Catholic dioceses collecting Taxpayers money through Covid relief program to pay the victim of clergy abuse

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Article by Leo Zagami

When the coronavirus forced churches to close their doors and give up Sunday collections, the Roman Catholic, which is deep in financial trouble because of the never-ending lawsuits against their sexual predator clergy, found a way to turn things around. 

An Associated Press investigation has recently discovered that as the pandemic began to unfold, scores of Catholic dioceses across the U.S. received aid through the Paycheck Protection Program, the Federal government’s relief program for small business even if the Catholic Church is not by any means a small business.

By doing this the nation’s nearly 200 dioceses, and other Catholic institutions received at least $3 billion from U.S. taxpayers money. This incredible amount makes the Roman Catholic Church perhaps the largest beneficiary of the paycheck program in the U.S. while still sitting on billions in cash, made of short-term investments and other available funds made before the pandemic crisis started. And despite the broad economic downturn, these assets have grown in many dioceses that now have new funds to pay their victims.

As the pace of lawsuits escalates and public awareness grows, besieged church leaders looked to bankruptcy as a new option, but that was obviously not enough because if a church district files for Chapter 11 and reaches a bankruptcy settlement, a percentage of its assets are divvied up to the victims, so the diocese plan to collect taxpayer money through the Paycheck Protection Program seems a much better solution.

Now the Catholic Church is able to use U.S. taxpayers money to pay back their victims while protected by the second Catholic U.S. president.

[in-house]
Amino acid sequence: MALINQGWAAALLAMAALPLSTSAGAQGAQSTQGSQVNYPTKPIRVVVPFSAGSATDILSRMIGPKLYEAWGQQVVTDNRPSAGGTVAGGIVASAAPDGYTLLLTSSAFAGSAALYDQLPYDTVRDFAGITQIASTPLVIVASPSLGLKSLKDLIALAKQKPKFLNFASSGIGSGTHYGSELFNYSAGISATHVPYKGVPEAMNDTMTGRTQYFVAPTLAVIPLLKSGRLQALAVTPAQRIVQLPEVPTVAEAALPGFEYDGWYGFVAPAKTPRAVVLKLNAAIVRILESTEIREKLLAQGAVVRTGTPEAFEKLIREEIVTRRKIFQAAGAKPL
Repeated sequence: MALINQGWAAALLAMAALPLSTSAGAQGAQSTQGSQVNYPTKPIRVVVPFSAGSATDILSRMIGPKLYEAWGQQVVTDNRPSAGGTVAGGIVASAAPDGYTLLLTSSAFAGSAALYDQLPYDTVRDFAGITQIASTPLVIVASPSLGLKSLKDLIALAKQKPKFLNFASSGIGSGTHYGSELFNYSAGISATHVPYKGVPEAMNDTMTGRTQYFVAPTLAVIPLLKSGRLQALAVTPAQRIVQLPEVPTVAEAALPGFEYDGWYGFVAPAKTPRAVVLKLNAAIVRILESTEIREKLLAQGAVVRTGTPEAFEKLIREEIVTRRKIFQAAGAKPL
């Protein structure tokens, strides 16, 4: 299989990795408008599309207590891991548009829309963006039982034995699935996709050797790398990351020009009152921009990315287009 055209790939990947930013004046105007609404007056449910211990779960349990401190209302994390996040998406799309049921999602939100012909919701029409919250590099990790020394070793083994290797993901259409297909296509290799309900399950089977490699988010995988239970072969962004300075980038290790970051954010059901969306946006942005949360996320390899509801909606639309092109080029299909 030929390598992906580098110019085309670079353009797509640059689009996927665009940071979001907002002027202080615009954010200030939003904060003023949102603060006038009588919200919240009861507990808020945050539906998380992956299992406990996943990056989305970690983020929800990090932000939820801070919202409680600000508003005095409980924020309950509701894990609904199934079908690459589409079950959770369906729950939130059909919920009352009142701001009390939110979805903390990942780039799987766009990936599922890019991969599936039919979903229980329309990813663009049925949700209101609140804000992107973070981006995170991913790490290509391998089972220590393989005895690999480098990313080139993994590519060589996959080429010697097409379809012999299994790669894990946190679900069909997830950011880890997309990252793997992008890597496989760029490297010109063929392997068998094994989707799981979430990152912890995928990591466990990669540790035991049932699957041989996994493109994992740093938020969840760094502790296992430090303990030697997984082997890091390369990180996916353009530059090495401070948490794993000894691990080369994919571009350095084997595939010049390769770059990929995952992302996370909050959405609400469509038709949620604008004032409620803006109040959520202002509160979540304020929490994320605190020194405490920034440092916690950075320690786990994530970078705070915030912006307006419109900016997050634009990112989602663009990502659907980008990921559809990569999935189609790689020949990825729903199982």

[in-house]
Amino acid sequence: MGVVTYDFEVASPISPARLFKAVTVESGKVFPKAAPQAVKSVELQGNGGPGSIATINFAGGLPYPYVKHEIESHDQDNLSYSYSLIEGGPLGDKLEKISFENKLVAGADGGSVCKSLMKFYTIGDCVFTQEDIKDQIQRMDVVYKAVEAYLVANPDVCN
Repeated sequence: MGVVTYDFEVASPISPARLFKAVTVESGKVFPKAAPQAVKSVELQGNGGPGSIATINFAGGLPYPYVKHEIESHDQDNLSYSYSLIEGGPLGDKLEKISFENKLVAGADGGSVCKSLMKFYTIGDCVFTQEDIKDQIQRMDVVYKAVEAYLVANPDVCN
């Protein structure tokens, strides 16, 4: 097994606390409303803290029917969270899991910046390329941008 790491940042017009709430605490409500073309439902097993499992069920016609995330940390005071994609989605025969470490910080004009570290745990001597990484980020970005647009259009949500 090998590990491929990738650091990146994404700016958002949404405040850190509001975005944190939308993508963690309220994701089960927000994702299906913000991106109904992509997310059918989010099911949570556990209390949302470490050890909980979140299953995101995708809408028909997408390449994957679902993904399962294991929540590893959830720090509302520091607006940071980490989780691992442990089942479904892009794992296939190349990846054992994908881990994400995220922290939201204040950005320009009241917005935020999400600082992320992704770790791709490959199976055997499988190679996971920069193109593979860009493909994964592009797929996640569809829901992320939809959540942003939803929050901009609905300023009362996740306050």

The financial resources of several dioceses rivaled or exceeded those available to publicly traded companies like Shake Shack and Ruth Chris Steak House, whose early participation in the program triggered outrage. Federal officials responded by emphasizing the money was intended for those who lacked the cushion that cash and other liquidity provide. Many corporations at this point returned the funds but not the Catholic Church, which needs it to pay the victims of their abuse.

In the meantime, Church Militant has reported testimonies from parishes  in Chicago that have scrambled financially to save their churches only to see the archdiocese close them down, sell them, and pocket the funds. One Chicago Catholic, after listening to voices of a great “Renewal” that was going to be for the good for his Faith and Chicago said: “This should really be called ‘Bulldoze my Churches!’ All they have talked about for the past hour has been about the closure and amalgamation of parishes; they are not going to renew or rebuild anything!”

The cost of sex abuse settlements may be driving the trend but the Catholic Church is basically becoming because of this a criminal enterprise not a religious institution.


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